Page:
This week the general council of the National Labor Relations Board, the NLRB, issued a ruling on a case involving McDonald’s. The ruling was that McDonald’s is a co-employer, along with the McDonald’s franchisees, of the hourly workers at all the restaurants.
“Well, wait,” you might say. “Don’t the people behind the counter at my local McDonald’s work for McDonald’s itself? I mean, the company logo is on those caps their wearing.”
Actually, the answer is no. Most McDonald’s restaurants are owned by small independent businessmen (and women). They pay the parent company for the franchise. They agree to follow the rules of the franchisor, and in exchange the franchisor provides operating procedures, brand building, and group buying power. This is the most common model for the fast food industry.
McDonald’s exercises more control over their franchisees than most. The parent owns the land under every restaurant, and the franchisees pay rent, which is a major revenue stream for the company. Also, McDonald’s monitors operations at every store, and sets guidelines for efficiency, throughput, and waste. Every aspect of operations is covered by the operating rules. This unusual degree of involvement was key to the NLRB ruling.
However, there are a number of things McDonald’s does not involve itself in. Like who to hire, and who to fire, or how much to pay people. McDonald’s does not track the hours of each employee at the restaurant, or calculate payroll. McDonald’s guidelines might specify how many workers should be there for the morning rush. But McDonald’s does not decide who is going to be scheduled to work those shifts.
Hiring and firing, determining pay rates, scheduling, and paying employees. Those are the classic tests for determining who is the employer in a business relationship. McDonald’s does none of those things. So why would the NLRB suddenly decide that the case law of the last fifty years was incorrect?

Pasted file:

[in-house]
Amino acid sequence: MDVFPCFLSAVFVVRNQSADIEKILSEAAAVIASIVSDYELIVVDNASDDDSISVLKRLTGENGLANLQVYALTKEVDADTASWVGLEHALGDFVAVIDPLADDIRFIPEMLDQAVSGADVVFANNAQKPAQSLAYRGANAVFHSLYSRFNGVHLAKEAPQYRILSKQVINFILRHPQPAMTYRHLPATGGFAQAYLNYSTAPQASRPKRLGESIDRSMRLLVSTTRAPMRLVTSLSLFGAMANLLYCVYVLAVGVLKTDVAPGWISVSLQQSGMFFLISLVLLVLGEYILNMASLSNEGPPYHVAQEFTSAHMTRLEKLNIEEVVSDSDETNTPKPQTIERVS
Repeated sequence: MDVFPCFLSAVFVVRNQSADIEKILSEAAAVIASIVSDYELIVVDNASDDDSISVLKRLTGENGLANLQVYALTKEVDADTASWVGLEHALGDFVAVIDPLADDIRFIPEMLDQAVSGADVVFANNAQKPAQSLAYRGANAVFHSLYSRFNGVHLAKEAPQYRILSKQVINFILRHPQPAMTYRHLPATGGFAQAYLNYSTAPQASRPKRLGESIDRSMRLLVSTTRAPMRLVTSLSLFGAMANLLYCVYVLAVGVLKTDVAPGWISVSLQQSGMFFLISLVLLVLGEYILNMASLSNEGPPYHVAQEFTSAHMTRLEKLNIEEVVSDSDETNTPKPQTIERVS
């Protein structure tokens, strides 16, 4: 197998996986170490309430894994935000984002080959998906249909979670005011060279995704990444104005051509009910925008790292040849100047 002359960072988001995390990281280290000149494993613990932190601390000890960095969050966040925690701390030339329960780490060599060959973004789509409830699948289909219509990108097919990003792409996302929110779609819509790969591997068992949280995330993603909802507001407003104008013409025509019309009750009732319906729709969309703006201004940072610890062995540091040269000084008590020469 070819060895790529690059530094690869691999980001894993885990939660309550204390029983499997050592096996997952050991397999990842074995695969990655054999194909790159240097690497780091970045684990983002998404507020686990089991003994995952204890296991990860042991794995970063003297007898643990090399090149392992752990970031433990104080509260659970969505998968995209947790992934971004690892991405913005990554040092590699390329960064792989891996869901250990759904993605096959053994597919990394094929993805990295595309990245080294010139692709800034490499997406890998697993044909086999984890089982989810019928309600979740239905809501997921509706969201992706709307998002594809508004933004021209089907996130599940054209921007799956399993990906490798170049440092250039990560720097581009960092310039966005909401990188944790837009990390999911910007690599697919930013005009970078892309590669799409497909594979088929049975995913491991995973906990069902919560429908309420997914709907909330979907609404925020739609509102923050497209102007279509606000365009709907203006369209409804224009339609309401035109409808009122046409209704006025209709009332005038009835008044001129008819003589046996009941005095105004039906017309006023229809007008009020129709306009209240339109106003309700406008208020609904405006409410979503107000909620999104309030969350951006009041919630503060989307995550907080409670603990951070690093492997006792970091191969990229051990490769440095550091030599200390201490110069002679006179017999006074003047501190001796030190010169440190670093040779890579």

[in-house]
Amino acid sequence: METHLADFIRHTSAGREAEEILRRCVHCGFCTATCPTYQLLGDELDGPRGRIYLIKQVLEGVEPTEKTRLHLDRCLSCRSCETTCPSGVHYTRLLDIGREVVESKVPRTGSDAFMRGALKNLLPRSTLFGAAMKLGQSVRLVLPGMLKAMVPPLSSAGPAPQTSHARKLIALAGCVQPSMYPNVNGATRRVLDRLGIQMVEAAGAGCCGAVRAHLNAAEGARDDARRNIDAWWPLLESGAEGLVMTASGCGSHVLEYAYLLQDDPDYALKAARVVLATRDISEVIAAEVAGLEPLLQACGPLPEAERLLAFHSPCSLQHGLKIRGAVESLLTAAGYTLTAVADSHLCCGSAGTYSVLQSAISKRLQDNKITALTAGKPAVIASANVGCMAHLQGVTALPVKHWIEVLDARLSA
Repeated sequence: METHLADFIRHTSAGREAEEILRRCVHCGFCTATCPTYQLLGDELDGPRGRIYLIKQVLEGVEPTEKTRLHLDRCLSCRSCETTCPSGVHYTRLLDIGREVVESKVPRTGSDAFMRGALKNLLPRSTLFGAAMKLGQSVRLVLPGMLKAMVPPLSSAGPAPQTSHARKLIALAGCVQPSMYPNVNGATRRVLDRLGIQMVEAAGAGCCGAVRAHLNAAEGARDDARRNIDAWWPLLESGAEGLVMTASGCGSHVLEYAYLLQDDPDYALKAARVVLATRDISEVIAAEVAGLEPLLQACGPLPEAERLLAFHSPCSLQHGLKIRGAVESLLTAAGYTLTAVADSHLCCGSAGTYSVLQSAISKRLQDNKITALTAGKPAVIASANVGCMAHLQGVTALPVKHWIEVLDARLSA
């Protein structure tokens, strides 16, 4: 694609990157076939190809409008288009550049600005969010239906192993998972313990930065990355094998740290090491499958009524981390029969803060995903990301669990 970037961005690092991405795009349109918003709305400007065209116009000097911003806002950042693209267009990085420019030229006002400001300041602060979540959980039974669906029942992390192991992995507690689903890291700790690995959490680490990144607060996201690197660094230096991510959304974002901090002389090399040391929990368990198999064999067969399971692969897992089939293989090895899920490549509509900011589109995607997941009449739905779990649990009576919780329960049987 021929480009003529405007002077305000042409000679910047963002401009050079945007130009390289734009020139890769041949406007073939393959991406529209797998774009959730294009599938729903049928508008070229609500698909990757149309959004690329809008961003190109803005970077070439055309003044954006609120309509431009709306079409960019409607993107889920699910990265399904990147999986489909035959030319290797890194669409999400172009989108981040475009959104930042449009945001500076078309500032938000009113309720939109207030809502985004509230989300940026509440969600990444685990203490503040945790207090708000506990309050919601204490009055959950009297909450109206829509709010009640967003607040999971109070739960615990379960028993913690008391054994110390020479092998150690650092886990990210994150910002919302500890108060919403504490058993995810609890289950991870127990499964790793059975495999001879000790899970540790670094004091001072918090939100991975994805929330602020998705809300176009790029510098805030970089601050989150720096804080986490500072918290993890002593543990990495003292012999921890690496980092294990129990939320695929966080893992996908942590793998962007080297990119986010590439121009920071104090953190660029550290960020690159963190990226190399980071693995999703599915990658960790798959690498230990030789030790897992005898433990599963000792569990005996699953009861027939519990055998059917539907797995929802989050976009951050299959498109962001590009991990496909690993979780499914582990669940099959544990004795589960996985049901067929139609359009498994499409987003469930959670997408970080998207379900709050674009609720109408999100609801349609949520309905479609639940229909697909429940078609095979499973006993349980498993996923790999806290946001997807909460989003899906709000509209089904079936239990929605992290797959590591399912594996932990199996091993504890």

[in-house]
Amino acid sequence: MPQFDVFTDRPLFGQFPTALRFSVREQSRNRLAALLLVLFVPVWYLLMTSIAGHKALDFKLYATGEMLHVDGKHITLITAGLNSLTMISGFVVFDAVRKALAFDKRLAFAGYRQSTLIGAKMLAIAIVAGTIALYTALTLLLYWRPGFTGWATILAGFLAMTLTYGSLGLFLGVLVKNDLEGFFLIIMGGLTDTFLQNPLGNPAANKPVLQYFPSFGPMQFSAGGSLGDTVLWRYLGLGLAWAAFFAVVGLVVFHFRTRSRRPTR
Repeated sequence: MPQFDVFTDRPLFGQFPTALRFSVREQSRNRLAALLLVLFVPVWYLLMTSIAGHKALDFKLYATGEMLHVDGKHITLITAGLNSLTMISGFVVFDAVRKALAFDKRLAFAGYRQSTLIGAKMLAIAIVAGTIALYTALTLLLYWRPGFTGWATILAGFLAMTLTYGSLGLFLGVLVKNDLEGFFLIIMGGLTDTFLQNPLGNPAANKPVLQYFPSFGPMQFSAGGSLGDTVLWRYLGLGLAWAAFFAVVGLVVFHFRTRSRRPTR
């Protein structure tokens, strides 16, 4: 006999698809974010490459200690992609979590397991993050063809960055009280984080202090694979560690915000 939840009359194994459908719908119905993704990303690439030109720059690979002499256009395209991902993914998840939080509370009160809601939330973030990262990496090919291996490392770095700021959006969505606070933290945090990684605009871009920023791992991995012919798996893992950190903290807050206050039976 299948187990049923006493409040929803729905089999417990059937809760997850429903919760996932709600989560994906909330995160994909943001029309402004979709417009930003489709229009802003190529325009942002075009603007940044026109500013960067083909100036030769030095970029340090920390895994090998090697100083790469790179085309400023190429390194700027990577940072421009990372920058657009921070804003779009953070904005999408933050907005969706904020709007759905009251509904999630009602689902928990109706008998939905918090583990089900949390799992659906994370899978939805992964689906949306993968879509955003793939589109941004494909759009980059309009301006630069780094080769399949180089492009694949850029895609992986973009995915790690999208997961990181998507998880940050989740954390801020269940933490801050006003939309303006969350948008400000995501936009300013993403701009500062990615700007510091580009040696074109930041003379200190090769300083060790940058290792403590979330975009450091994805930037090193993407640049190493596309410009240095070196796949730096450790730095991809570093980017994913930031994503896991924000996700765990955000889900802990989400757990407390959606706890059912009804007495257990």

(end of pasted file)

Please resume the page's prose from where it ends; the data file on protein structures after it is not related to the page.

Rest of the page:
The baseline assumption of the staff at the NLRB is that the best and most natural state of affairs is for everyone to belong to a union where they work. Anything else is unfair, and possibly proof of a “great right wing conspiracy.” This is in spite of the fact that union membership has dropped below 7% of the private sector workforce. It’s not much of conspiracy if everybody is in on it.
Well, it turns out that small businesses with 40-50 employees are really hard to organize. The business owners tend to fight really hard against unions, reasoning that having a formally adversarial relationship with their employees is both bad for business and bad for their personal financial interests. From the union’s perspective, a single big target is easier to attack than a lot of small moving targets. So the Service Employees Union, the SEIU, has lobbied the NLRB staff for favorable rulings. Since the SEIU shares the same baseline mindset as the NLRB staff, they found a receptive audience.
This ruling will probably not survive the inevitable court challenges. Still it does make me wonder. If less than 7% of the workforce is unionized, maybe the conspiracy isn’t among the employers.